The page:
AHA! 626 | Artist Sara Pruiksma
"Having a greater appreciation of what's around you ultimately leads to happiness." Sara Pruiksma's art is inspired by her direct surroundings. She fell in love with the history and architecture of Coeymans, NY after buying her first home there with her husband. Her art became an expression of her love for the area, and her desire to save its historic buildings.
- Sara Pruiksma is inspired by the nature and buildings
that surround her. I'm here in her home and studio
in Coeymans, New York to learn more about her process.
- Lot's more garden, but that's a whole bunch
of daffodils planted over here.
My work is based on my immediate surroundings
and it's taken me a while to come to that conclusion
but it's something that I've come to realize
that no matter where I am
I find something beautiful about it.
And I think that's, that's what fuels my art.
So when my husband and I bought our house,
it was wow, this house. Wow, this architecture.
Wow, this town. Wow, the history, the Hudson.
Just the natural elements in this area are really
what sorta get my artistic juices flowing.
The one thing that always comes up in my art is florals.
My love of flowers really started when I was young.
I would go out gardening for hours and hours
and weed and look for weeds and I'd start learning
about flowers and my mom would teach me.
And I think just through that time
I really began to have such a strong appreciation
for these little things.
What's garbage, what's preferred.
What's beautiful, what's not.
I just think making those kinds of decisions,
and you know, is interesting.
I think it's certainly fueled my art.
As I began to work with florals more and more and more,
I realized that just working with flowers alone
wasn't enough content for me
that I wanted to have something else to talk about.
So that's where my husband and I buying our first home came
into the mix. We found this home in Coeymans
and it's 1870s style Italianate house,
and we just fell in love with it
and the architecture in the area as a whole.
So I started working with elements from the architecture
and imbuing that with these floral motifs and
kind of anthropomorphizing the buildings using the flowers.
I went around my hometown and I took a whole bunch
of pictures of these houses that I was really drawn to.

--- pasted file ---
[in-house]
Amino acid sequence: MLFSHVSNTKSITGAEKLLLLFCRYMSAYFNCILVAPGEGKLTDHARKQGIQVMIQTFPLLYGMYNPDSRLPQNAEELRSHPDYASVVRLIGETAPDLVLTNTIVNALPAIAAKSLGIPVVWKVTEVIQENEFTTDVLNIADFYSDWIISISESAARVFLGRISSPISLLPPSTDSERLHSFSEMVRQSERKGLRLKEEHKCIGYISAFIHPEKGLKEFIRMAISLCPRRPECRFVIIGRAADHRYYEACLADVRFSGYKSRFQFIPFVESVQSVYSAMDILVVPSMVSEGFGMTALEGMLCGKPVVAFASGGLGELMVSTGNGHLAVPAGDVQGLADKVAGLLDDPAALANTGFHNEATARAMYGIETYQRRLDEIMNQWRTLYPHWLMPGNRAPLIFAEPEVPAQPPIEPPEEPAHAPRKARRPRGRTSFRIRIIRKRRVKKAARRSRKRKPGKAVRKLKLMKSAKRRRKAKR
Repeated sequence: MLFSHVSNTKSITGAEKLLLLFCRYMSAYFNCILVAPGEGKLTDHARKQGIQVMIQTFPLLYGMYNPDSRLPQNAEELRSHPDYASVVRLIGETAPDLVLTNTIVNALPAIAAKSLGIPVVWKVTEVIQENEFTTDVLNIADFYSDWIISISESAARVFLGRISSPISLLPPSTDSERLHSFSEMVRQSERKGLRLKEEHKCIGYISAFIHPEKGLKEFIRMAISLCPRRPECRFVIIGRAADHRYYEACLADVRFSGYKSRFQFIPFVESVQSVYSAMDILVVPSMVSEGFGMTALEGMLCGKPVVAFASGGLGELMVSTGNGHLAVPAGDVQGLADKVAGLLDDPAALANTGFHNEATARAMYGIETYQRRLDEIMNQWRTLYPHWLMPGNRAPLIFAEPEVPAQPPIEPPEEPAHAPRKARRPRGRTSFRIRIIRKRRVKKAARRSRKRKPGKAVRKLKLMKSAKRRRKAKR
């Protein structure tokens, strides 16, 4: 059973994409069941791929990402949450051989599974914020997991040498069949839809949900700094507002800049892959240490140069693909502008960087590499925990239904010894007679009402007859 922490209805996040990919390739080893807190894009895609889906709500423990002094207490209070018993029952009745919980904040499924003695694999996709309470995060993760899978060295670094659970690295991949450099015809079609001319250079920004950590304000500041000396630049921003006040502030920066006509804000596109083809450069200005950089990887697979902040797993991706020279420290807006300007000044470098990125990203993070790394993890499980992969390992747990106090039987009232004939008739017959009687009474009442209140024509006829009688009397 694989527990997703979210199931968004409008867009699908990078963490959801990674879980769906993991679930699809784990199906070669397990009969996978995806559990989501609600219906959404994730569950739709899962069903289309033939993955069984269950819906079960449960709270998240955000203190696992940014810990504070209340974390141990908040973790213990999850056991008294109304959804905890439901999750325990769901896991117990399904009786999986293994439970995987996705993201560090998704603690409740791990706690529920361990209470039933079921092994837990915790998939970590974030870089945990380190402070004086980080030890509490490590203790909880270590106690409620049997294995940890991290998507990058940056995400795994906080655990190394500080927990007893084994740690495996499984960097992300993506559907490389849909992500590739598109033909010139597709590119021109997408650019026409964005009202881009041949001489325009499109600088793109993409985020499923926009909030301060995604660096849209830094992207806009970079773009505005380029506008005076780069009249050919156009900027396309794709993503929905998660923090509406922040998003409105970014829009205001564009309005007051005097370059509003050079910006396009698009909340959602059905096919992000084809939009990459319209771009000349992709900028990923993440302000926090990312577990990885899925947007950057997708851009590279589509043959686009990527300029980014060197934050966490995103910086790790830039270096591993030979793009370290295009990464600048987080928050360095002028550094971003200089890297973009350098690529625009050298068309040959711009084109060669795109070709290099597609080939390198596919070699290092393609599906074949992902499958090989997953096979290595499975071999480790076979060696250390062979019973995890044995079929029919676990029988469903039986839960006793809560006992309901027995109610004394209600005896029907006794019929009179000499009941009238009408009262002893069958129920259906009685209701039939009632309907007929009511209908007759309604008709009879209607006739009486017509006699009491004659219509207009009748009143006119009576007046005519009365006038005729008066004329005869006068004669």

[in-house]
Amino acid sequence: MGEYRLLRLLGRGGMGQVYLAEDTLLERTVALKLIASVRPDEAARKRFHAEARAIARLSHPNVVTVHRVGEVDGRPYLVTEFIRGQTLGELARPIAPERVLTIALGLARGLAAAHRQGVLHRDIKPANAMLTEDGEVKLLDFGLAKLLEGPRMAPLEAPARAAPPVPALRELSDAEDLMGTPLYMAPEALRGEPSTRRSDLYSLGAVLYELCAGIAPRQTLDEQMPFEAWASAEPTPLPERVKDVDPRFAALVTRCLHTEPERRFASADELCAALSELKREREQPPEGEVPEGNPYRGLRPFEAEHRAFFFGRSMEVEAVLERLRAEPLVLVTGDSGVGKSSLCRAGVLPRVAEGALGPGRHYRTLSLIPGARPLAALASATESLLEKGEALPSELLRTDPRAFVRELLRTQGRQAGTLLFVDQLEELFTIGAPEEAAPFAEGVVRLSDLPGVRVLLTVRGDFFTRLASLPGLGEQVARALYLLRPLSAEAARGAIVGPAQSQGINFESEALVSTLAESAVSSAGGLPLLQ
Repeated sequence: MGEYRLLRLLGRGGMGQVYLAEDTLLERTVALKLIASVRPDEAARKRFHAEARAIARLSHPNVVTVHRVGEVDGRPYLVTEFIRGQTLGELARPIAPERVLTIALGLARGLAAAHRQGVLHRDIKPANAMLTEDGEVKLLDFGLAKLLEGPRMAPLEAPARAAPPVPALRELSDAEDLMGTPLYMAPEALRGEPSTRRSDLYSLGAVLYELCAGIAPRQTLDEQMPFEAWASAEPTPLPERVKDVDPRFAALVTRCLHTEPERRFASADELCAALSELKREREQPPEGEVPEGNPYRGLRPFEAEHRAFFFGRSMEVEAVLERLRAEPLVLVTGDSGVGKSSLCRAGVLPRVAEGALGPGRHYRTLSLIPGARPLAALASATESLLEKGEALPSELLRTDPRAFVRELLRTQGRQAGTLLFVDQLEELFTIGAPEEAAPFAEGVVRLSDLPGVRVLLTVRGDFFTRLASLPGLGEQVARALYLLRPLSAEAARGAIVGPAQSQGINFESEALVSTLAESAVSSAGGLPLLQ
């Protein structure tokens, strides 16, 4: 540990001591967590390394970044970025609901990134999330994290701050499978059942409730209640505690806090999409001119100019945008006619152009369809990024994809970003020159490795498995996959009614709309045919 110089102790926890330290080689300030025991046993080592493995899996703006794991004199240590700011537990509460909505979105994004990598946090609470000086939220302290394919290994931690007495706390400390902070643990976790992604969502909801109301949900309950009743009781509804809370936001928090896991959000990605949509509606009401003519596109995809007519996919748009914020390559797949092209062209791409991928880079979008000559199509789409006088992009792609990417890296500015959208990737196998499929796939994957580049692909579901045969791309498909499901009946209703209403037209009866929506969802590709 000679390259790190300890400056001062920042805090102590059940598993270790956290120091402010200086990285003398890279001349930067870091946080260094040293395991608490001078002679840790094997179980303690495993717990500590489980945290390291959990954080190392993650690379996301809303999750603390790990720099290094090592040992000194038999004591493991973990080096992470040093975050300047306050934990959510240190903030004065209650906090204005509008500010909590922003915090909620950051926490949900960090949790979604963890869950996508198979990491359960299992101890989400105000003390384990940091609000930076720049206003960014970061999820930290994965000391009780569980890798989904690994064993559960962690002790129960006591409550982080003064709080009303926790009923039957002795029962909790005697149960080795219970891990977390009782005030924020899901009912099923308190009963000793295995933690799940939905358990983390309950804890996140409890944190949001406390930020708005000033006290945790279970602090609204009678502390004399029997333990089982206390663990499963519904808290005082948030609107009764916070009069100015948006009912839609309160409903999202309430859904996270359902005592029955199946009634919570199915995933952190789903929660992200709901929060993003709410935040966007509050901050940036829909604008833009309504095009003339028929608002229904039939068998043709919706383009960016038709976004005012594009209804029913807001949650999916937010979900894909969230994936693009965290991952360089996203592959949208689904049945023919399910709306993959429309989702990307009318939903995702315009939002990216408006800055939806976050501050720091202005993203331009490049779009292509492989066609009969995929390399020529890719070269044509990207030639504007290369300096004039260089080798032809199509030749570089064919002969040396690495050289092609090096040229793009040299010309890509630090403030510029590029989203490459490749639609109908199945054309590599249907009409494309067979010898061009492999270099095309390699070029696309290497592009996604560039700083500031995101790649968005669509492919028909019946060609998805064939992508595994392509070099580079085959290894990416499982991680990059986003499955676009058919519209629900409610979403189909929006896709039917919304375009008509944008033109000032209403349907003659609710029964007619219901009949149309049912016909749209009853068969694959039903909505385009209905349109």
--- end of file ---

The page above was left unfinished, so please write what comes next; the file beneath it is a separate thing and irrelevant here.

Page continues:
And using the pictures, I, you know
use transfer paper to kind of sketch.
It's not even just on paper, it's on a tissue paper.
So that to me was a really important aspect
of that drawing is that I didn't want it
to just be a sketch on paper.
I wanted it, I wanted the paper, the actual substrate
that it's drawn on to say something.
So I wanted it to have an essence of this ephemeral quality.
A lot of the buildings in this area have been torn down.
Some are being rehabilitated
which has been really great to see,
but it's this town that's kind of on the verge
of transition and I'm really drawn to the history of it.
So that was my way of kind of putting out a message that,
you know, these buildings are beautiful
even if they are less than perfect.
I could use the tissue paper to kind of speak
to the concept of, do we keep these buildings?
Do we recycle these buildings?
Do we throw it away?
Then I kind of realized, okay,
well there's a little bit more I want to say.
I don't want to just draw these buildings.
I want to express how I feel about them.
So the reliefs are more
of a personal kind of take on these buildings.
I have my framework.
I've sort of mapped out the essence of some
of the structural components.
And I want to start working on building up
the storytelling part which really is the flowers.
So then I would work with this two-part epoxy resin
and this I discovered a number of years ago
and I just love it.
It's so fun to work with.
You can get a lot of detail.
It's really malleable.
And then when it's dry, it's like super hard.
And like basically unbreakable.
I have these really fun presses that I use that help to
expedite the process of making all these floral components.
And at first, when I started using them
I was like super embarrassed.
You know, like don't let anybody know
that I'm cutting these corners
or I'm using crafting supplies, you know, the horror
but it's just another tool.
And I think it's just silly to feel like, you know
you should be embarrassed by the tools that you're using.
And I find myself using a lot of these craft, you know
materials and tools, and it's really fun.
The floral elements will speak to like the activity level
in the house.
In one piece that I did on our first house,
the floral accents are coming out of like the front windows
and when my husband and I first moved in,
that's where a lot of the activity was.
When you're trying to your living room set up,
then that's where the flurry of activity
and kind of expression was coming out of.
I hope that it brings people joy.
Some of the pieces that I do, I hope inspire maybe action.
And in just the way that our historical buildings need
to be saved.
I found this quote a few years ago by Marcel Proust.
The real voyage of discovery consists not
in seeking new landscapes, but in having new eyes.
It's how I approach life.
And I think having a greater appreciation of what's
around you ultimately leads to happiness.
And that's part of what I want to bring into my work.